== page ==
The Lomo LC-A Minitar-1 32/2.8 lens review
There’s a new range of lenses available for the Leica M mount. You remember Zenit, the Russian producer of cameras and lenses? Well, they’re back, this time in collaboration with Lomo. Yes, the brand that produces plastic cameras for hipsters. But this time, they’ll be selling lenses for probably the pickiest photographers on earth: the Leica M users.
Before you read on, you might want to hear this heads up. The Lomo LC-A Minitar-1 32/2.8 lens – you’ll have to breathe at least twice while saying this – is NOT the sharpest lens, nor the best engineered lens. It is probably the smallest and lightest lens ever made for the M mount, except for a pinhole lens (which is not a real lens) and the MS Optics lenses (which are considerably more expensive). It’s also a funny lens, with a distinct look and character. It’s cheap-ish at 349 Euros, but not that much cheaper than the 469 Euros Voigtländer 35/2.5 color-skopar pancake lens. Which is an optically and mechanically much better lens.
Build quality and ergonomics
So here we go. Yes, it’s tiny. It could fit twice in the back lens cover if there weren’t any threads in it. It’s also incredibly light. You could fit this lens in the pocket of the tightest skinny jeans you’d never buy and still not notice you’re actually carrying a lens with you. Mechanically, it feels flimsy. It doesn’t have a proper focus ring, nor a proper aperture ring. Focussing is done by turning a lever on the side, which is preset for 4 settings: infinity, 3 meters, 1.5 meters and 0.8 meters. You can also set the distance in between these settings. Surprisingly, the 32/2.8 is rangefinder coupled, which makes focusing easier. The aperture can be set by turning the inner part of the front element. It’s easy and straightforward.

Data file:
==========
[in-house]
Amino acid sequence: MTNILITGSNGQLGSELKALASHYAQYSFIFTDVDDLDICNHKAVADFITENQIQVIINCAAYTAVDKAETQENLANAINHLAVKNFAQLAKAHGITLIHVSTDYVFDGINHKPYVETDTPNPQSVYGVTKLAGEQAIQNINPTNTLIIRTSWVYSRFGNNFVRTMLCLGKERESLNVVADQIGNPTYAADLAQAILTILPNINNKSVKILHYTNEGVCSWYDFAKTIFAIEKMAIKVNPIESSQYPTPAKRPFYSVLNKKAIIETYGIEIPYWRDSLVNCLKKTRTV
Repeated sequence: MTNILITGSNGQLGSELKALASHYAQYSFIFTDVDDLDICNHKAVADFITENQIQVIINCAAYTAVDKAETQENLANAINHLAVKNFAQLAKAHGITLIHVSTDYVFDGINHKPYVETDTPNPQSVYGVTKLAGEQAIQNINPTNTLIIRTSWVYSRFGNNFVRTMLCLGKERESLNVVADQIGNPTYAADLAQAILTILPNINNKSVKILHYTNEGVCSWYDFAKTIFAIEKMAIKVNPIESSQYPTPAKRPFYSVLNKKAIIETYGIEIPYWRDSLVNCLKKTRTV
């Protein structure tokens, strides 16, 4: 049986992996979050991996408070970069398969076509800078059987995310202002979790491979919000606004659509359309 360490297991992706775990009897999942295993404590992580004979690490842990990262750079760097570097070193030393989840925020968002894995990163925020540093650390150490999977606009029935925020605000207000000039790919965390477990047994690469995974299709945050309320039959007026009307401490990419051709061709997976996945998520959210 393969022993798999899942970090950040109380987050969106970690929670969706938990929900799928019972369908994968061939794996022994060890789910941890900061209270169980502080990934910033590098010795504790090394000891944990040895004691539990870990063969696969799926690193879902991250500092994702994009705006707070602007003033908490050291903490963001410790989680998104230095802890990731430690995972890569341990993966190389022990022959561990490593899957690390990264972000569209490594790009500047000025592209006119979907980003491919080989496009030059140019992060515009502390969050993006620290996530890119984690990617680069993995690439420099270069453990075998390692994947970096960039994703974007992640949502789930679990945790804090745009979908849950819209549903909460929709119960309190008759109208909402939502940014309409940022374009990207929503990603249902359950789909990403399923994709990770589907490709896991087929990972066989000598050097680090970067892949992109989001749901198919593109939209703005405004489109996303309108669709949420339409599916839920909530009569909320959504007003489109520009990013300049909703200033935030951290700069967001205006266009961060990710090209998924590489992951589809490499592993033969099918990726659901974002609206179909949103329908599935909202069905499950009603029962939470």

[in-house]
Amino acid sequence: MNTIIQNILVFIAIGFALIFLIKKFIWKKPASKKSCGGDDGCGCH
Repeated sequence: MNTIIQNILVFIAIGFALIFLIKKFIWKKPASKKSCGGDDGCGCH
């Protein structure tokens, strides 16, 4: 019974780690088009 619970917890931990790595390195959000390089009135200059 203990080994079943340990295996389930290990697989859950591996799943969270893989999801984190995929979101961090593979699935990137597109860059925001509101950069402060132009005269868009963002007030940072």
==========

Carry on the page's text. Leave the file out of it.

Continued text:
Ergonomically, I did miss a proper focus ring. You don’t get the same feeling of involvement with your lens as you get with a regular lens with a focusing ring. On the other hand, if you get used to this system with presets, you can probably manage to focus very fast. The 32mm triggers the 35mm framelines in your Leica M, so composing can be done quite precise.
Sharpness, bokeh and rendering
If you expect sharp images without any optical errors, this is not your lens. The Lomo 32/2.8 isn’t really sharp, nor free from optical errors. Using it close-up, sharpness decreases even more, but it might also be that I had a mediocre sample. It does vignet quite a bit, but as far as I’m concerned, that’s part of the fun. The same thing goes for saturation: this lens doesn’t render neutral. Colors are far easier saturated than with, let’s say, a Leica lens. But again, that’s part of the fun.
Less fun is the fact that this lens produces cyan corners and sides which we all know from older wide-ange lenses and our M cameras. You can correct this in post, but I suspect this lens works better with a film camera than it does with a (high resolution) digital camera. I have shot a few frames with my M6, so stay tuned for an update.
Bokeh wise: well, there’s nothing much in the bokeh department with a 32/2.8 lens that focuses up to 0.8 meters. And rendering, like I said, that’s what you buy this lens for: a vignetted, satured, unpredictable and unique image is what you’ll always get.
Would I buy this lens? No. While I’m a big fan of lenses with a unique rendering (like the 50 lux V2) I’m also a pro photographer with an obligation towards my clients. I can’t get away with delivering images with a sub-optimal image quality, that is, a technical image quality. As an entry level lens for a photographer who is new to rangefinder cameras, I’d recommend trying another lens, like the Voigtländer 35/2.5. While this lens doens’t have a distinct character like the Lomo 32, it is fully capable of rendering beautifully taken razor sharp landscape images. The 32/2.8 shines as a very small and light lens for hip street shooters who love the rendering of this Russian classic.